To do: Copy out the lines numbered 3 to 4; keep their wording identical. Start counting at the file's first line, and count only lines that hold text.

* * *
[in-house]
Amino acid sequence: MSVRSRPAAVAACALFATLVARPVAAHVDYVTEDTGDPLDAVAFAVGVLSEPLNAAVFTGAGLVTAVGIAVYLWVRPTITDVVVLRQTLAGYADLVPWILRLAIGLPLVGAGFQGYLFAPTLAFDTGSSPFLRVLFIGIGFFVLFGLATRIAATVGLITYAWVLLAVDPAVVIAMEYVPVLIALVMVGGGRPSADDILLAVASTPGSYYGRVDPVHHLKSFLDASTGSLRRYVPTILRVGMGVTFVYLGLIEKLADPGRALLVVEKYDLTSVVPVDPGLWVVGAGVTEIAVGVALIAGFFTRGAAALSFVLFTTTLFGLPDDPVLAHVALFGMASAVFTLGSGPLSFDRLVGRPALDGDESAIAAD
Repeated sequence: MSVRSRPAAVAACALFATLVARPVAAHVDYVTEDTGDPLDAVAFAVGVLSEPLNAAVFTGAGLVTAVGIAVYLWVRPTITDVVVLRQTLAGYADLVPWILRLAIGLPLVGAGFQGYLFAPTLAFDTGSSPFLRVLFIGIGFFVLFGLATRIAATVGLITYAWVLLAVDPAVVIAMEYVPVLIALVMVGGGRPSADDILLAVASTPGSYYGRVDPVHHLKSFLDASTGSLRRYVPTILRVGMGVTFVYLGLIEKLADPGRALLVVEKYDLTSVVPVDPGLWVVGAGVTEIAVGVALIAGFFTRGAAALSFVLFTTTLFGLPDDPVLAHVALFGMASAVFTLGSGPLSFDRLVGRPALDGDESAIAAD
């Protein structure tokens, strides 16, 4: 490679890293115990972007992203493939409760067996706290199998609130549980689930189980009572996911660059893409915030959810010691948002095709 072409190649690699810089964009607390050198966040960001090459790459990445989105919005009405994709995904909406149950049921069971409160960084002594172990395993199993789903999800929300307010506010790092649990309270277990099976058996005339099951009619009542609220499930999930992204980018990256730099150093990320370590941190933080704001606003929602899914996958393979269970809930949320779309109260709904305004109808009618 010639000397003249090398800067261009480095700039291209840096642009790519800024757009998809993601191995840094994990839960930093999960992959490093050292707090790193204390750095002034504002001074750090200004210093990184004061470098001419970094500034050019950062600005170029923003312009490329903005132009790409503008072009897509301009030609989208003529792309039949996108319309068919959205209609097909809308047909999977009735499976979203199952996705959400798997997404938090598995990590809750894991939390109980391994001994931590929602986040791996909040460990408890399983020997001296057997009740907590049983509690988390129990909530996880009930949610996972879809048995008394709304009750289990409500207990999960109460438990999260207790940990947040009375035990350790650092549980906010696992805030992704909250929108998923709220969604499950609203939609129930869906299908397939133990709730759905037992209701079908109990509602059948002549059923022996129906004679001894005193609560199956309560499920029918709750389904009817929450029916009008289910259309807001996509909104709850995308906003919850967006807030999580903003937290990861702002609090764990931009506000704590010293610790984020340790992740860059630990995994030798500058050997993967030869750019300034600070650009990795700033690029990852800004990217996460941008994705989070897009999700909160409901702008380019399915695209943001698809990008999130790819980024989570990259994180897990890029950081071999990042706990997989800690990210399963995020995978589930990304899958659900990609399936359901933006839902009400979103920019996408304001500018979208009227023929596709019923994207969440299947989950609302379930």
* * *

Repeated sequence: MSVRSRPAAVAACALFATLVARPVAAHVDYVTEDTGDPLDAVAFAVGVLSEPLNAAVFTGAGLVTAVGIAVYLWVRPTITDVVVLRQTLAGYADLVPWILRLAIGLPLVGAGFQGYLFAPTLAFDTGSSPFLRVLFIGIGFFVLFGLATRIAATVGLITYAWVLLAVDPAVVIAMEYVPVLIALVMVGGGRPSADDILLAVASTPGSYYGRVDPVHHLKSFLDASTGSLRRYVPTILRVGMGVTFVYLGLIEKLADPGRALLVVEKYDLTSVVPVDPGLWVVGAGVTEIAVGVALIAGFFTRGAAALSFVLFTTTLFGLPDDPVLAHVALFGMASAVFTLGSGPLSFDRLVGRPALDGDESAIAAD
């Protein structure tokens, strides 16, 4: 490679890293115990972007992203493939409760067996706290199998609130549980689930189980009572996911660059893409915030959810010691948002095709 072409190649690699810089964009607390050198966040960001090459790459990445989105919005009405994709995904909406149950049921069971409160960084002594172990395993199993789903999800929300307010506010790092649990309270277990099976058996005339099951009619009542609220499930999930992204980018990256730099150093990320370590941190933080704001606003929602899914996958393979269970809930949320779309109260709904305004109808009618 010639000397003249090398800067261009480095700039291209840096642009790519800024757009998809993601191995840094994990839960930093999960992959490093050292707090790193204390750095002034504002001074750090200004210093990184004061470098001419970094500034050019950062600005170029923003312009490329903005132009790409503008072009897509301009030609989208003529792309039949996108319309068919959205209609097909809308047909999977009735499976979203199952996705959400798997997404938090598995990590809750894991939390109980391994001994931590929602986040791996909040460990408890399983020997001296057997009740907590049983509690988390129990909530996880009930949610996972879809048995008394709304009750289990409500207990999960109460438990999260207790940990947040009375035990350790650092549980906010696992805030992704909250929108998923709220969604499950609203939609129930869906299908397939133990709730759905037992209701079908109990509602059948002549059923022996129906004679001894005193609560199956309560499920029918709750389904009817929450029916009008289910259309807001996509909104709850995308906003919850967006807030999580903003937290990861702002609090764990931009506000704590010293610790984020340790992740860059630990995994030798500058050997993967030869750019300034600070650009990795700033690029990852800004990217996460941008994705989070897009999700909160409901702008380019399915695209943001698809990008999130790819980024989570990259994180897990890029950081071999990042706990997989800690990210399963995020995978589930990304899958659900990609399936359901933006839902009400979103920019996408304001500018979208009227023929596709019923994207969440299947989950609302379930």